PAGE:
Wedding Planning Checklist
A list of points about worship to consider when planning a wedding and some questions to ponder.
These wedding resources were included in handouts distributed at a "Saturday Afternoon Wedding Planning Special" at the Calvin Worship Symposium in 2000.
1. A wedding is more like a worship service than a talent show or beauty contest.
2. The people gathered to celebrate with the couple should be active participants rather than passive observers. Have friends and family members actively participate through scripture reading, songs, instrumental gifts, etc. These expressions are gifts to the couple and offerings to God.
3. The wedding service should make it clear that the Word of God is the center of the marriage. Have Scripture play a prominent role in the service through the use of multiple scripture readings.
Results of an informal pre-Symposium on Worship and the Arts poll: The most Christ-centered, God-glorifying moments I’ve ever experienced in a Christian wedding happened when. . . .
1. the whole bridal party, with parents, surrounded the couple in a prayer circle near the end of the service.
2. a soloist sang Psalm 23 not as the anthem, but as the scripture reading prior to the wedding sermon.
3. the statement of purpose at the beginning of the ceremony was led from the baptismal font, with the words "at the beginning of your journey as God’s child you were baptized; now you come to live out your baptismal calling together."
4. the benediction at the end of the service was given first to the couple and then to the congregation.
5. following the spoken vows, the couple sang a paraphrase of the vows to each other, using the words of the "Servant Song."
6. the parents welcomed the new son-in-law and daughter-in-law into the family, or when the extended family gave words of welcome or support. (It’s important that these words be offered sincerely, and not be a charade that masks family conflict.)
7. the bridal party and couple processed in during a congregational hymn. (This clearly established a different focus for the event; it was more a service than a ceremony).
8. after the pastoral prayer for the couple, a soloist sang "Savior, Like a Shepherd Lead Us."
9. in a situation where one of the persons had been divorced, the service included a section that focused on forgiveness. This acknowledged the past, and set the couple free to make a new commitment.
10. the pastor tied the stole around the couple’s hands before the ring ceremony to symbolize the commitment they are making to each other.
11. the bride and groom had friends and family members who did not have a relationship with Christ, and the pastor did not assume that others knew what it means to be married in Christ, and gave a simple, yet powerful testimony to the joy and privilege of marriage in Christ.
12. the service began with celebrative congregational singing (notice a theme developing here!).
13. someone in the church made a wedding banner that is now used at all weddings in our church (the banner could also be used as a decoration in the couple’s home).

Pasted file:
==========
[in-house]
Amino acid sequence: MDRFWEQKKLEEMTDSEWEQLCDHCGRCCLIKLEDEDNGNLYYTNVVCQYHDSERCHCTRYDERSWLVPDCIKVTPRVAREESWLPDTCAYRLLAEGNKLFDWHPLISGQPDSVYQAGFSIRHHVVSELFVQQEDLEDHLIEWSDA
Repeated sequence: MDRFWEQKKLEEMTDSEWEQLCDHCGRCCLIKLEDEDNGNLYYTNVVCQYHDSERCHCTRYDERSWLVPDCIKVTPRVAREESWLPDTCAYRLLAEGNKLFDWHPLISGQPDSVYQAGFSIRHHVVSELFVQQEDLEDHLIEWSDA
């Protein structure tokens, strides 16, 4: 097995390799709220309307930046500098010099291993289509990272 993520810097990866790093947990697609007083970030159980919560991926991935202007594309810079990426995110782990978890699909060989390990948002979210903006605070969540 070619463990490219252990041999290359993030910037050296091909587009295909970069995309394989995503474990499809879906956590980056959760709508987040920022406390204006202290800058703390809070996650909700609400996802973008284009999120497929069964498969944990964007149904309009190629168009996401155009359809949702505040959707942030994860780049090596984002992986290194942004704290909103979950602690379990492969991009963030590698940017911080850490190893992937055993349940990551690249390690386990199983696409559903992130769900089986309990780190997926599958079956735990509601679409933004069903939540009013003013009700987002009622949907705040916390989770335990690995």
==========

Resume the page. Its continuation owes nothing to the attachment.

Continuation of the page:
14. an elder from the church gave the couple a Bible or a devotional book (during the wedding service) to indicate the church’s support for this marriage and to encourage the couple on their spiritual journey.
15. the bridal party was positioned so that they faced the congregation during the whole ceremony. There was a circle of community and the congregation could truly witness the joy of this occasion. The pastor stood slightly off to the side. (It even made for better pictures!)
16. the bridal couple sat during the beginning part of the ceremony as part of the congregation and then stood at the time of the vows.
17. the wedding happened right in the middle of a regular Sunday worship service, with vows right after the sermon.
Questions to ponder:
1. What is the proportion of time we spend on planning the ceremony and preparation for marriage to other wedding preparations?
2. Can children that are special to the couple take part in the service in different ways than simply serving as wedding party adornments? Are child attendants primarily there to look cute? Or is there a meaningful relationship that is being recognized and affirmed?
3. What is the appropriateness of celebrating the Lord’s Supper at a wedding? That is, could a wedding be a congregational worship service?
Along with this handout, attendees at the session received a free copy of Roy Hopp’s anthem "Not for Tongues of Heaven's Angels" (for SATB, organ, opt. cong., 425-812, mod. easy), published by Selah Publishing Co.
If you will plan a wedding, consider the following:
1. here is a well-crafted piece of music with an unforgettably beautiful melody
2. the piece can be sung by a soloist
3. the text is based on scripture
4. the piece could be sung by a choir or small group of singers
5. this is not an overly sentimental poem like a lot of wedding music
6. this piece can be used as a congregational hymn
7. it can be sung as a duet, with singers alternating verses, and both joining on the refrain
8. the parts the congregation would sing are ready to copy
9. using it at a wedding turns the audience into a congregation
10. you will need to buy enough copies for the accompanist and the soloist.
Also see the "Weddings" theme issue from the quarterly magazine Reformed Worship.